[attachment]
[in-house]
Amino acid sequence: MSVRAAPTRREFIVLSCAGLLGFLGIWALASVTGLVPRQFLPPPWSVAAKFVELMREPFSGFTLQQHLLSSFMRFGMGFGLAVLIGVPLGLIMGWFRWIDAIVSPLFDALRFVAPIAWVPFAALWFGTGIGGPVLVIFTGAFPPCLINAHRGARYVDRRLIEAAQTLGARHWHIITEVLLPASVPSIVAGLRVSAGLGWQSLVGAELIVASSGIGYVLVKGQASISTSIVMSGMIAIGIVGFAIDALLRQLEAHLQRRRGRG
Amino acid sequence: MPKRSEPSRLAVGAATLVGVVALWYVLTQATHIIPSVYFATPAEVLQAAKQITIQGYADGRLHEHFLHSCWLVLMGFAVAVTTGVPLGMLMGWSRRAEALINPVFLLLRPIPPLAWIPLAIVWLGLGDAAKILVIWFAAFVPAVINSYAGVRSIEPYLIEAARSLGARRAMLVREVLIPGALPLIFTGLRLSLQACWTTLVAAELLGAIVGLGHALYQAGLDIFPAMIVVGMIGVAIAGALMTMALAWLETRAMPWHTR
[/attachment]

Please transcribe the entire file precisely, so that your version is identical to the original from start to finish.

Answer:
[in-house]
Amino acid sequence: MSVRAAPTRREFIVLSCAGLLGFLGIWALASVTGLVPRQFLPPPWSVAAKFVELMREPFSGFTLQQHLLSSFMRFGMGFGLAVLIGVPLGLIMGWFRWIDAIVSPLFDALRFVAPIAWVPFAALWFGTGIGGPVLVIFTGAFPPCLINAHRGARYVDRRLIEAAQTLGARHWHIITEVLLPASVPSIVAGLRVSAGLGWQSLVGAELIVASSGIGYVLVKGQASISTSIVMSGMIAIGIVGFAIDALLRQLEAHLQRRRGRG
Amino acid sequence: MPKRSEPSRLAVGAATLVGVVALWYVLTQATHIIPSVYFATPAEVLQAAKQITIQGYADGRLHEHFLHSCWLVLMGFAVAVTTGVPLGMLMGWSRRAEALINPVFLLLRPIPPLAWIPLAIVWLGLGDAAKILVIWFAAFVPAVINSYAGVRSIEPYLIEAARSLGARRAMLVREVLIPGALPLIFTGLRLSLQACWTTLVAAELLGAIVGLGHALYQAGLDIFPAMIVVGMIGVAIAGALMTMALAWLETRAMPWHTR